The historic centre of the port city of Odesa, in Ukraine, has been inscribed on the UN Educational, Scientific and Cultural Organization’s (UNESCO) World Heritage List, 11 months since the full-scale Russian invasion.
This decision recognizes the outstanding universal value of the site and the duty of all humanity to protect it.
“Odesa, a free city, a world city, a legendary port that has left its mark on cinema, literature and the arts, is thus placed under the reinforced protection of the international community,” said Audrey Azoulay, Director-General of UNESCO.
“While the war continues, this inscription embodies our collective determination to ensure that this city, which has always surmounted global upheavals, is preserved from further destruction.”
The decision commits the 194 States Parties of the Convention – which includes Russia – not to undertake any deliberate step that may directly or indirectly damage the World Heritage site and to assist in its protection.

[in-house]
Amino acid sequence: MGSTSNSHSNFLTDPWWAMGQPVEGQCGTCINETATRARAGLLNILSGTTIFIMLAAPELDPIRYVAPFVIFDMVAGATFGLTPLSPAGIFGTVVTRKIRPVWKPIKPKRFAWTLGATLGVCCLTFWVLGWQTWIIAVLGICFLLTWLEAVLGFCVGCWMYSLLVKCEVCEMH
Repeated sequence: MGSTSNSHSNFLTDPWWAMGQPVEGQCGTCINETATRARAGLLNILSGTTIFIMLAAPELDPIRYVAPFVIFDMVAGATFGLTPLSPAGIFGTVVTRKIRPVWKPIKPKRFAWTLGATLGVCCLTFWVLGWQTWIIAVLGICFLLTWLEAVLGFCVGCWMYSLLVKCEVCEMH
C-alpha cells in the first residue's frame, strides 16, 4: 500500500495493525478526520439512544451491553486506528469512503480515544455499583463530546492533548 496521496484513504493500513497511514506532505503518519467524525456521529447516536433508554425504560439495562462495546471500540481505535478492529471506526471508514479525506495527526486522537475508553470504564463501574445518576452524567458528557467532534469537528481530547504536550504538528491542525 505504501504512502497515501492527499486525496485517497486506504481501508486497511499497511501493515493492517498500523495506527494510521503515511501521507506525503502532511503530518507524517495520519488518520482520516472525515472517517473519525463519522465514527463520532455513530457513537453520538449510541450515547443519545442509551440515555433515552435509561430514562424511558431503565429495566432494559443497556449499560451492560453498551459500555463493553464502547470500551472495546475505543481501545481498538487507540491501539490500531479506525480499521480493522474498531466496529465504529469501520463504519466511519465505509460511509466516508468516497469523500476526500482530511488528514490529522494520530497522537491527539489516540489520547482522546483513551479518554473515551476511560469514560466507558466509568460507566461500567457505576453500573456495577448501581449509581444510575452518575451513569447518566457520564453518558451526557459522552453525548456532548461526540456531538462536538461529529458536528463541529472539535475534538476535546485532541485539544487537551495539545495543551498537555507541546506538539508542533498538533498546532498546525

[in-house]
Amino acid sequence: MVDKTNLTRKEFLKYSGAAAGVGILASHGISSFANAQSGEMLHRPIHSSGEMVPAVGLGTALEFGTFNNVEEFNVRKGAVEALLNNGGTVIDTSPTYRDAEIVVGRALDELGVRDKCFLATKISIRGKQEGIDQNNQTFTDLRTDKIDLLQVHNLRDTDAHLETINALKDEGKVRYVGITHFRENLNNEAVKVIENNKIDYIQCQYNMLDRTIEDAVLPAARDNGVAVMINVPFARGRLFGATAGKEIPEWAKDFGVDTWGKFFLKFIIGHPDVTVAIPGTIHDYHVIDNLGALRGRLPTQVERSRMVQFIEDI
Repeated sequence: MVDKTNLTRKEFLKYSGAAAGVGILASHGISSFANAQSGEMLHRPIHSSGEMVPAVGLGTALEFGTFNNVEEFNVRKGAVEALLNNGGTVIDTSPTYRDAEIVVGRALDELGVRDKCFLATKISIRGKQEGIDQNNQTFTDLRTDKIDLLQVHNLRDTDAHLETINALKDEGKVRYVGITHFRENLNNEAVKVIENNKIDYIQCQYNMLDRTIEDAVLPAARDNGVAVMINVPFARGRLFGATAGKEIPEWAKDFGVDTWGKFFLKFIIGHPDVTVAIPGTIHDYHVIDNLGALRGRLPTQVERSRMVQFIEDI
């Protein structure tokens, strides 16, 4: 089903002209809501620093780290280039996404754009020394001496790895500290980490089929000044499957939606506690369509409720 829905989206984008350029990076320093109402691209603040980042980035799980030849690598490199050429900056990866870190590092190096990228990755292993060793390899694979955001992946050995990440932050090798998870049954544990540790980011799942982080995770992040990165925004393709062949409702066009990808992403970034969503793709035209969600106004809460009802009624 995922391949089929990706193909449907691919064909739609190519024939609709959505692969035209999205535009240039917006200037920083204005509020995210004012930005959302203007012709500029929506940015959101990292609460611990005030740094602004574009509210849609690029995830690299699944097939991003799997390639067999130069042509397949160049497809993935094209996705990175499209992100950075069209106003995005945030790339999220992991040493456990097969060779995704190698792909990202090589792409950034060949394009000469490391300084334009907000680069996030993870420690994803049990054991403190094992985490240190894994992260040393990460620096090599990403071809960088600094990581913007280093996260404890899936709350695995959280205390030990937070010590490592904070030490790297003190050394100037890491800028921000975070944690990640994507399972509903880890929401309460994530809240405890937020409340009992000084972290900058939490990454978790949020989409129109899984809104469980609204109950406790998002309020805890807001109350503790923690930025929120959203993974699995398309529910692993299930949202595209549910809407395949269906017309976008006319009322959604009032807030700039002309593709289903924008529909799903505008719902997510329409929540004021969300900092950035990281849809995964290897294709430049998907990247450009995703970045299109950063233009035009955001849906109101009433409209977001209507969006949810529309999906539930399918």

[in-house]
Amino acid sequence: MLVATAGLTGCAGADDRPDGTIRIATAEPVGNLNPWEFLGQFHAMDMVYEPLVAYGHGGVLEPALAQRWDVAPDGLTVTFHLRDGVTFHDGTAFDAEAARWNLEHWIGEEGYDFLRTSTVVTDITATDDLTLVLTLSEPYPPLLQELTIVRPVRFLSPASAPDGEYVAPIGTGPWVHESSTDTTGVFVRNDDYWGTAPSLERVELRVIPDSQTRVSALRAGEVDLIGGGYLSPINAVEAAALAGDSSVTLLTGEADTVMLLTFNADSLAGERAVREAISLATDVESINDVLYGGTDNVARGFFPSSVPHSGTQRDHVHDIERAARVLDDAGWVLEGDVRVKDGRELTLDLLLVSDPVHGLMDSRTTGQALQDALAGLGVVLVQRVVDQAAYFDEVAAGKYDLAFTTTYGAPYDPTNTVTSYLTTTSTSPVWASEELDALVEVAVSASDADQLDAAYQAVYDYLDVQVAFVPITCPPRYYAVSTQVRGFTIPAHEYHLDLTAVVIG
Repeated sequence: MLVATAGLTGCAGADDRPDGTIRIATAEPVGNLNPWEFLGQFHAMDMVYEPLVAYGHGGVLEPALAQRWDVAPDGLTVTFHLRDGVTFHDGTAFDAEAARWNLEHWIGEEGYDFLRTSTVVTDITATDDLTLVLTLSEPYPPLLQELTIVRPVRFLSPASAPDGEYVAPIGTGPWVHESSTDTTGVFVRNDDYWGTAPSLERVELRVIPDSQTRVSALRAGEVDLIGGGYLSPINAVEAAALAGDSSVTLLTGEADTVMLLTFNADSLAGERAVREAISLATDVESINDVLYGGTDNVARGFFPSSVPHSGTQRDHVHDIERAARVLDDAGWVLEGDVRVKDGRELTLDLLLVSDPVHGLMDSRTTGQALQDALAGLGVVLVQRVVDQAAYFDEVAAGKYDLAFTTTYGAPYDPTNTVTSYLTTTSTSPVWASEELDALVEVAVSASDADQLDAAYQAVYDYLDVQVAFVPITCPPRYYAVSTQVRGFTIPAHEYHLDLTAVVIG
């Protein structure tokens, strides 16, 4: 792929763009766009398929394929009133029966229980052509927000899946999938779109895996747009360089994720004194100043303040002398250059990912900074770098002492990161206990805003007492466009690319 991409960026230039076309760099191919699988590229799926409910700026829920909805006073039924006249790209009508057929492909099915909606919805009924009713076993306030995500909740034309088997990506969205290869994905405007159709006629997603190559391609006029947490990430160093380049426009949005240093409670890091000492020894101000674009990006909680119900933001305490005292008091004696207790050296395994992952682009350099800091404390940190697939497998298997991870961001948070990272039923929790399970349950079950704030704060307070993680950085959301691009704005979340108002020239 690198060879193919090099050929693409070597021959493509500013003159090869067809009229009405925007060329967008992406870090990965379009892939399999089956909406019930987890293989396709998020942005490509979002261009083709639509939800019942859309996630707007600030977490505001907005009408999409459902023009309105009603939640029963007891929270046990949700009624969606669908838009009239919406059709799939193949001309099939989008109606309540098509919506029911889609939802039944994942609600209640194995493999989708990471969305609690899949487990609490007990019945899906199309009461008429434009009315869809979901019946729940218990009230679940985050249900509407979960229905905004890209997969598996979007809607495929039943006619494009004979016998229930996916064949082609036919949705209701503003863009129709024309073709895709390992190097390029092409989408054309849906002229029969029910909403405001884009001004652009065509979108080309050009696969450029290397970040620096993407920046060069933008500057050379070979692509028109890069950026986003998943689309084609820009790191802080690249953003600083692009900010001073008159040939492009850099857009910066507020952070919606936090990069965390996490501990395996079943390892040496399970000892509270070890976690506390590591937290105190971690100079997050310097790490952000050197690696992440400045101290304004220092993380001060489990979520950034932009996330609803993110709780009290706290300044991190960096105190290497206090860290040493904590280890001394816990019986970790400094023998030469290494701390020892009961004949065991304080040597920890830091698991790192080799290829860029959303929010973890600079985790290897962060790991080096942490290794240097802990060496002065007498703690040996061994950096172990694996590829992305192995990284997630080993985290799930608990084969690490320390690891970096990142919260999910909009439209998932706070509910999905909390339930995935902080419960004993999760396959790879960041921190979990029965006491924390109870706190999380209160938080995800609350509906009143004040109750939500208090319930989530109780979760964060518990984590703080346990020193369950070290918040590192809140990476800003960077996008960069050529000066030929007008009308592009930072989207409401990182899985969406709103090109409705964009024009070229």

Ukraine may request this, to ensure the protection of the property and, if necessary, assist in reconstruction, if attacked.
In view of the threats to the city from Russia armed forces and irregulars, the World Heritage Committee used an emergency procedure provided for by the World Heritage Convention.
As early as the summer of 2022, UNESCO linked international experts with Ukrainian experts to prepare the nomination, with the support of Italy and Greece.
Ukraine’s President Zelensky made the submission official in October 2022, and the nomination was evaluated over the following weeks.
In parallel with the inscription process, UNESCO implemented emergency measures on the ground to help protect the site.
Notably, the Organization ensured repairs were carried out following damage inflicted by Russian attacks, on the Odesa Museum of Fine Arts and the Odesa Museum of Modern Art.
So far, the historic western Ukrainian city has not come under the kind of sustained bombardment that laid waste to the once-thriving port city of Mariupol, hundreds of kilometres to the east.
UNESCO also provided equipment for the digitization of nearly 1,000 works of art and of the formal collection of the Odesa State Archives. Equipment was also delivered to protect the buildings as well as open-air works of art on display.
These measures are part of UNESCO’s overall action plan for Ukraine, which has already mobilized more than $18 million to preserve education, science, culture and information, as the battle for control of the country rages on.